Logs from 'System.out.println' getting suppressed

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Performance and scalability: Logs from 'System.out.println' getting suppressed

  1. Our application is using System.out.println for logging purpose. On stress test with 'Loadrunner' with less number of users these Standard out are seen on console but with high number of users these are not seen. It looks like getting suppressed or not getting flushed out. I need help in analysing this.

    Just to give little direction, following is a sinplet from a site('http://www.redhat.com/docs/manuals/waf/rhea-dg-waf-en-6.0/s1-devenv-logging-debug.html')
    ----------------------------------------------
    Beware of Buffered Streams
    ----------------------------------------------
    The Java language provides two abstractions for doing output: output streams [8] for working with sequences of bytes, and writers [9] for working with sequences of characters. An output stream or a writer can be buffered or unbuffered. For more information, read about BufferedOutputStream [10] and about BufferedWriter [11].

    When I/O is buffered, it means that bytes or characters that you write do not necessarily go to their intended output device immediately. They are cached in an intermediate buffer. When the buffer fills up, it is flushed — an actual write to the underlying physical device occurs.

    Why should you care about this? If you log a message to a buffered output immediately before the system crashes, you may not see the message logged anywhere. The system didn't have a chance to flush the buffered stream or writer. This situation is fairly rare, but when it does happen, it may stump the unwary troubleshooter. If you want to be absolutely sure you are not losing any logging statements, you must use unbuffered output.

    For example, the standard output System.out may be buffered, while the standard error device System.err is usually not. Therefore, System.err is preferable when you want to make sure no logging is lost.
  2. Why use System.out?[ Go to top ]

    You may pursue this problem, but I would want to ask why use system.out? How about trying a logging framework such as Log4J?

    Back to your issue though, are you sure you are reaching that line in code and not bottlenecked due to the load?
  3. Why use System.out?[ Go to top ]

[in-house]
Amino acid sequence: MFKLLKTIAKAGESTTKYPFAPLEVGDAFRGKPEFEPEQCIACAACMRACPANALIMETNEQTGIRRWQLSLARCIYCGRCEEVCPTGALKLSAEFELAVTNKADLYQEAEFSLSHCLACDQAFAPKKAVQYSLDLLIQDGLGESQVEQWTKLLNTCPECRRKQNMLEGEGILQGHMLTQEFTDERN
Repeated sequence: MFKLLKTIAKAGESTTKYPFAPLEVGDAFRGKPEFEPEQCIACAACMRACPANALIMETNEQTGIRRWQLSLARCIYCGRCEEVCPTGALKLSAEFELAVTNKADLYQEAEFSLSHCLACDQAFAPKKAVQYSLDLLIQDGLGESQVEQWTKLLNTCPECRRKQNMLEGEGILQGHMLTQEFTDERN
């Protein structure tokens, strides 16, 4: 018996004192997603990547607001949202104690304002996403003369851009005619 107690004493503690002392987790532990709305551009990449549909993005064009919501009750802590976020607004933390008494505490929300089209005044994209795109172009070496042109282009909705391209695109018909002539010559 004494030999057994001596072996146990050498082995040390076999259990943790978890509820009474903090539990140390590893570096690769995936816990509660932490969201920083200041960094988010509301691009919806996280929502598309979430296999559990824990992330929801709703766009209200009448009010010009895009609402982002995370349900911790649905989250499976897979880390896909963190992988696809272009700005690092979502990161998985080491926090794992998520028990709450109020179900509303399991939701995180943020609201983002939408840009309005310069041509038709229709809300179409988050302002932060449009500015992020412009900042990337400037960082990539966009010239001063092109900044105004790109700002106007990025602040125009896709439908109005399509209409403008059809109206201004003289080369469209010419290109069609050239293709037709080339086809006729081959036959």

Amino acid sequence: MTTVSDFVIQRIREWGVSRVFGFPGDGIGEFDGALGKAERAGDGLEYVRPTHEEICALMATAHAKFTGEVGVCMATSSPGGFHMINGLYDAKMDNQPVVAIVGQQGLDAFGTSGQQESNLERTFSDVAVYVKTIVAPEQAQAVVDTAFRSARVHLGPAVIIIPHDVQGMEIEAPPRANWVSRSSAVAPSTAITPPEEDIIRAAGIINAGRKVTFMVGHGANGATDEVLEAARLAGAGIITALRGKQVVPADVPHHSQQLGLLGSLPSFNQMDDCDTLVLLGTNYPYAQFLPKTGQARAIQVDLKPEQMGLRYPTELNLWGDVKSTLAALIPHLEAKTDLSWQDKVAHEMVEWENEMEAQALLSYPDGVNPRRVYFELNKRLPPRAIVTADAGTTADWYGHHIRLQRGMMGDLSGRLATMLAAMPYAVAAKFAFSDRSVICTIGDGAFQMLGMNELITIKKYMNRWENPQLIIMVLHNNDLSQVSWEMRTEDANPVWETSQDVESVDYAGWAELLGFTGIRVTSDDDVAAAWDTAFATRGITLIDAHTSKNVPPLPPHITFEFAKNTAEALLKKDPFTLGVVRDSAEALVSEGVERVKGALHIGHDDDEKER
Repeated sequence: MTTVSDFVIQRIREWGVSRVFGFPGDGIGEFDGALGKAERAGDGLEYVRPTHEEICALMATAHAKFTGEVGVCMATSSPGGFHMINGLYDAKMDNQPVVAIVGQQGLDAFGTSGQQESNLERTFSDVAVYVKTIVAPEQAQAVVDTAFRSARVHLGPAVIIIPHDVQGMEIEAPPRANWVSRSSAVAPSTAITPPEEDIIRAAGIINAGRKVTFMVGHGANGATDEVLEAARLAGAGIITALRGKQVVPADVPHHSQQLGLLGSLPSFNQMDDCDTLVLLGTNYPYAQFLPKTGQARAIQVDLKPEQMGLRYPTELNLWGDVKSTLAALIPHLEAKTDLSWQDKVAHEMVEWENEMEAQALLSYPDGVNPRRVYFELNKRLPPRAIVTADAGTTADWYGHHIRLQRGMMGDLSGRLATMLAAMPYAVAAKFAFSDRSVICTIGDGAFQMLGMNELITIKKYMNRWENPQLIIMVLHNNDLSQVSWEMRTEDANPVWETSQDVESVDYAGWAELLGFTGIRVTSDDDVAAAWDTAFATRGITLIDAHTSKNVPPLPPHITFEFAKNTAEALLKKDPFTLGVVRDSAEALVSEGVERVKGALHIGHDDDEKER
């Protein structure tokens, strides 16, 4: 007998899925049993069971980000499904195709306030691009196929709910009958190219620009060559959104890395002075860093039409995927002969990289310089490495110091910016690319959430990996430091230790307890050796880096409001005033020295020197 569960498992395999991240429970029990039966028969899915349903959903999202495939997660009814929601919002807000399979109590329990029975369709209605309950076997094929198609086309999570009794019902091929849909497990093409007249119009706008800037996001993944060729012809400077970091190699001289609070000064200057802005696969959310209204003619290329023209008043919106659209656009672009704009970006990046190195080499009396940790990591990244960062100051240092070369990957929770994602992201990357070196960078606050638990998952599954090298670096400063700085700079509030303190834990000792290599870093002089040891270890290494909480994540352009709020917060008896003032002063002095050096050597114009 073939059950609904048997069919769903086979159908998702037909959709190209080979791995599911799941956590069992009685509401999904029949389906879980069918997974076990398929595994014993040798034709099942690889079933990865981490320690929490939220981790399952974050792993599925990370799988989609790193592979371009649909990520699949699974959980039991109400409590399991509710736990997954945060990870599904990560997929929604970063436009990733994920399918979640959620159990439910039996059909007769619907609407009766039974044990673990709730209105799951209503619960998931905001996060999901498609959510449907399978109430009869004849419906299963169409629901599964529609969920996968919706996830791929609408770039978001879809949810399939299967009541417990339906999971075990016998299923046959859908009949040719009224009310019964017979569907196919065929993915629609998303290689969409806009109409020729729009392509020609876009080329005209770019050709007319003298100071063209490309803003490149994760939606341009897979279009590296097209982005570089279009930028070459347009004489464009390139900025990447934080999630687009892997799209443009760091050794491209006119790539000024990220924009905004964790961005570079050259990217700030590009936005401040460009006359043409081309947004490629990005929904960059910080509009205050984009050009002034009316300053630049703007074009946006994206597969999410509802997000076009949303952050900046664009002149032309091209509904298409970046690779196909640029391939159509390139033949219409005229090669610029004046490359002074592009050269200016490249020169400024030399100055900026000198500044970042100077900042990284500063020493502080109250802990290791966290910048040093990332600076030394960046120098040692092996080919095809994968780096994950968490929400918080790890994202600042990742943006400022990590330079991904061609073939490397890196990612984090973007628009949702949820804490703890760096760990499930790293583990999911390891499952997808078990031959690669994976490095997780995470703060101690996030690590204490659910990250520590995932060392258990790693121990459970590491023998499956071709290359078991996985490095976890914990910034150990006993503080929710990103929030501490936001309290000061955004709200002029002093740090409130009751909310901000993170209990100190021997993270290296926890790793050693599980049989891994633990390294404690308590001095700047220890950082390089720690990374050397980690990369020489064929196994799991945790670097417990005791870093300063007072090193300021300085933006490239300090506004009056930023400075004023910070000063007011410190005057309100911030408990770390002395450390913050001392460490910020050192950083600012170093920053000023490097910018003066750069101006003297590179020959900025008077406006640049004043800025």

Thanks for the reply.
    It is because of client reasons we are not using any open source/ 3rd party tool for logging. We may in future use 'log4j' in future. Just to add one more observation to the problem raised.
    -------------------------------------------------------------------------------
    There are two .ear (say A.ear and B.ear)files deployed in our application. We could see system out from one of the components from 'A.ear' but not a single system out from any of the components from 'B.ear'.
    -------------------------------------------------------------------------------

    Pretty strange, isn't it?
  4. a hot WLS/J2EE requirement[ Go to top ]

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  5. a hot WLS/J2EE requirement[ Go to top ]

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  6. The System.out is a PrintStream object. The PrintStream by default has autoFlush set to false. So what you can do is.. create a new PrintStream with flush on.. and replace System.out with this instance or PrintStream.

    Hope this helps.

    Regards.
    Rakesh.
  7. Thanks for the reply.
    You are abosolutely right. I think I should mention here that there are two .ear (say A.ear and B.ear)files deployed in our application. We could see system out from one of the components from 'A.ear' but not a single system out from any of the components from 'B.ear'.

    Pretty strange, isn't it?
  8. Firstly high volume of concurrent log into the screen is highly discouraged. In such situation, the system is blocked to write to the buffer, and certainly your system performance is very low.

    A simple wayout is to redirect the output to the file when you're testing. ie, use nohup in Unix or use '>>' in windows. I'm sure the performance will be improved.

    regards.